ARCH 6140  Sectional Strategies  (3)  

The seminar explores spatial and social themes that are revealed and explored through the vertical cut of the section. Lectures, readings and student presentations will look at both historic and contemporary projects for buildings, cities and landscapes.

ARCH 6144  Philosophies of Architecture  (3)  

This seminar begins with a consideration of philosophy as a foundation for the development of an architectural theory. After a discussion of some basic concepts and terms we sketch a broad outline of the categories and organization of the discipline of philosophy. We then study the rationalist and empiricist positions in architectural theory, the emergence of Kantian critical philosophy, the shift in emphasis in 20th century philosophy from epistemology to ontology that is characteristic of Existentialism, and the late 20th century attack on traditional epistemology characteristic of poststructuralism. We then discuss the emergence of literary theory as a paradigmatic discipline in the last 30 years as well as the expansion of western philosophy to include aspects of Zen Buddhism, Taoism, and eastern mystical traditions. With this foundation, the course focuses more specifically on theories of architecture and aesthetics and their relationships to various philosophical positions.

ARCH 6211  Site Strategies  (3)  

ARCH 6212  Materials and Methods  (3)  

ARCH 6213  Building, Climate, Comfort  (4)  

Corequisite(s): ARCH 6223.

Corequisite(s): ARCH 6223.

ARCH 6214  Structural Systems  (4)  

ARCH 6215  Integrated Building Systems  (4)  

ARCH 6223  Building, Climate, Comfort Lab  (0)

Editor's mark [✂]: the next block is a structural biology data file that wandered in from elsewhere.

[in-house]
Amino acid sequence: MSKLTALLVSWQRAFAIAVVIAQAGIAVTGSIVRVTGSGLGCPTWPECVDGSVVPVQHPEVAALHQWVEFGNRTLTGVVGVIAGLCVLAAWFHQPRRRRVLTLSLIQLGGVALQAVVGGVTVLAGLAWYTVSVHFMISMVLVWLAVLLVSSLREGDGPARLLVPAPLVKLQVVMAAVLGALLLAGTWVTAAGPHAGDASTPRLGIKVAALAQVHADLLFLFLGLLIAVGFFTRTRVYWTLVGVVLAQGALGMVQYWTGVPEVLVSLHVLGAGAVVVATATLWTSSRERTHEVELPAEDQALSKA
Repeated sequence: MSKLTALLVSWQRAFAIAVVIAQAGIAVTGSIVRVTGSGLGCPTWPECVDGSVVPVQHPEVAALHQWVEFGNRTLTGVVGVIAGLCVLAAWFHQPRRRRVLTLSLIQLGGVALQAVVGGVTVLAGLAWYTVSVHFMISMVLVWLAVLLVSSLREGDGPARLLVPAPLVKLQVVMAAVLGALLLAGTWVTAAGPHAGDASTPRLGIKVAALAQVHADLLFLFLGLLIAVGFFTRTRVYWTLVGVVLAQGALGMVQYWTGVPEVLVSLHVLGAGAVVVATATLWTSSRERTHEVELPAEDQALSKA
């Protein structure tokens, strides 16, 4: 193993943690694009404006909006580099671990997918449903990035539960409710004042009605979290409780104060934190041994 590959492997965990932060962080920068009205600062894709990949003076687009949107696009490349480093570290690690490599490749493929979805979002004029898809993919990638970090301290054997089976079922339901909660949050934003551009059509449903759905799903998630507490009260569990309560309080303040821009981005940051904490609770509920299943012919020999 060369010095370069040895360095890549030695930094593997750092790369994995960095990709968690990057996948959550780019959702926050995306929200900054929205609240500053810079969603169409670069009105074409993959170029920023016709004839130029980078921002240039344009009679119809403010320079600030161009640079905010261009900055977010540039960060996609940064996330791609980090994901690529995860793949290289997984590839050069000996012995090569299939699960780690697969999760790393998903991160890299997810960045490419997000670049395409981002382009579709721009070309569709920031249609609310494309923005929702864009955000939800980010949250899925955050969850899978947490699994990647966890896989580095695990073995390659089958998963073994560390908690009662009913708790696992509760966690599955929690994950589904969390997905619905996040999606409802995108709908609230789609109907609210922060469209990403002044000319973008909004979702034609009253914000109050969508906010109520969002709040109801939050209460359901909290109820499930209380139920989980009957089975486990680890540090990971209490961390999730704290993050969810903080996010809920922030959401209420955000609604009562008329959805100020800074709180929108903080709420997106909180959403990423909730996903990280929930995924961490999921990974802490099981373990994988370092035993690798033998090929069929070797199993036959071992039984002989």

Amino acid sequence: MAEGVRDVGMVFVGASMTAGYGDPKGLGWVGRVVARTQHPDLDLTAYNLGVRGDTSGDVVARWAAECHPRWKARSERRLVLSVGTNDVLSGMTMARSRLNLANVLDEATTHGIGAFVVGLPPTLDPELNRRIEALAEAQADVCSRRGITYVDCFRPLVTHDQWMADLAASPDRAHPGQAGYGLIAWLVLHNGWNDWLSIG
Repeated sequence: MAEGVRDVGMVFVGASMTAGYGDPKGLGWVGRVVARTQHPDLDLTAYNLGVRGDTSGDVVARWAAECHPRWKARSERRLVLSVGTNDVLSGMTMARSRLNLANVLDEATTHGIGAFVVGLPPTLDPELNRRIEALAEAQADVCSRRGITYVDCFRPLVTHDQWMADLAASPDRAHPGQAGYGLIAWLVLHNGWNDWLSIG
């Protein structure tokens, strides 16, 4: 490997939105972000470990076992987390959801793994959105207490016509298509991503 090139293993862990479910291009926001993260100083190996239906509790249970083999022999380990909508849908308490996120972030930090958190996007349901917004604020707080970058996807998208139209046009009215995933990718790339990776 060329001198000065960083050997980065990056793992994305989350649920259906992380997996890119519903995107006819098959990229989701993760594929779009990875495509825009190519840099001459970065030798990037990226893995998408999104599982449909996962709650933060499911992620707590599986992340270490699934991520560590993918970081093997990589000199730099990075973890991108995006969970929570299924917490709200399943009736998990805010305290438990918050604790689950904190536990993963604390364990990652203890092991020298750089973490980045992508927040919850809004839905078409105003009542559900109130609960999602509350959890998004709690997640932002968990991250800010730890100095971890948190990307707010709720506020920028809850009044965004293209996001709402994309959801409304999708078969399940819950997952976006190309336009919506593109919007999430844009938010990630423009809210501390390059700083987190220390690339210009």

Corequisite(s): ARCH 6213.

Corequisite(s): ARCH 6213.

ARCH 6239  Space Arch/Walking Cities/Fut.  (3)  

ARCH 6252  Urbanbuild Technology  (3)  

ARCH 6253  Advanced Tech Fabrication  (3)  

ARCH 6311  Digital Media  (3)  

ARCH 6312  Advanced Digital Media  (3)  

The second course of the digital media sequence covers advance techniques for digital drawing, modeling, and image production. Students will continue to explore techniques for orthographic, axonometric, and perspective projection drawing. Advanced topics will include representation techniques such as texture mapping, rendering (raytracing, global illumination, high dynamic range images, etc.), animation, procedural modeling, and parametric modeling. Software covered in the course will include Rhino, Grasshopper, V-Ray, and 3DS Max.

ARCH 6322  Digital Media Workshop I  (1)  

Each one-credit course in the digital media workshop series provides intermediate and/or advanced instruction in digital media tools and techniques in coordination with its co-required second or third-year architectural design studio course. Corequisite(s): ARCH 6022.

Corequisite(s): ARCH 6022.

ARCH 6327  Intro to Spatial Painting  (3)  

ARCH 6331  Digital Media Workshop II  (1)  

Each one-credit course in the digital media workshop series provides intermediate and/or advanced instruction in digital media tools and techniques in coordination with its co-required second or third-year architectural design studio course. Corequisite(s): ARCH 6031.

Corequisite(s): ARCH 6031.

ARCH 6332  Digital Media Workshop III  (1)  

Each one-credit course in the digital media workshop series provides intermediate and/or advanced instruction in digital media tools and techniques in coordination with its co-required second or third-year design studio course. Corequisite(s): ARCH 6032.

Corequisite(s): ARCH 6032.

ARCH 6335  Computational Design  (3)  

ARCH 6341  Drawing and Analysis  (3)  

ARCH 6345  The Architecture of Drawing  (3)  

ARCH 6347  Spatial Painting  (3)  

Prerequisite(s): ARCH 6327.

Prerequisite(s): ARCH 6327.

ARCH 6351  Digital Fabrication  (3)  

ARCH 6352  Advanced Digital Fabrication  (3)  

ARCH 6360  Cinematic Architecture  (3)  

ARCH 6363  Theories In Digital Media  (3)  

ARCH 6511  Professional Concerns I  (3)  

ARCH 6512  Professional Concerns II  (3)  

ARCH 6530  Ethics, Efficacy & Arch  (3)  

ARCH 6550  Career Development Lab  (1)  

ARCH 6552  Urbanbuild Professionalism  (3)  

ARCH 6560  Architecture Internship  (3)  

ARCH 6580  Architecture Preceptorship  (6)  


Maximum Hours: 12

ARCH 6620  CONTEXT: Dsgn & Existing Bldgs  (3)  

ARCH 6630  Housing and the City  (3)  

Prerequisite(s): ARCH 6121 or AHST 6610.

Prerequisite(s): ARCH 6121 or AHST 6610.

ARCH 6640  Contemporary Swiss Arch  (3)  

ARCH 6731  Urban Geograph & NO Case Study  (3)  

ARCH 6742  Design in Public Interest  (3)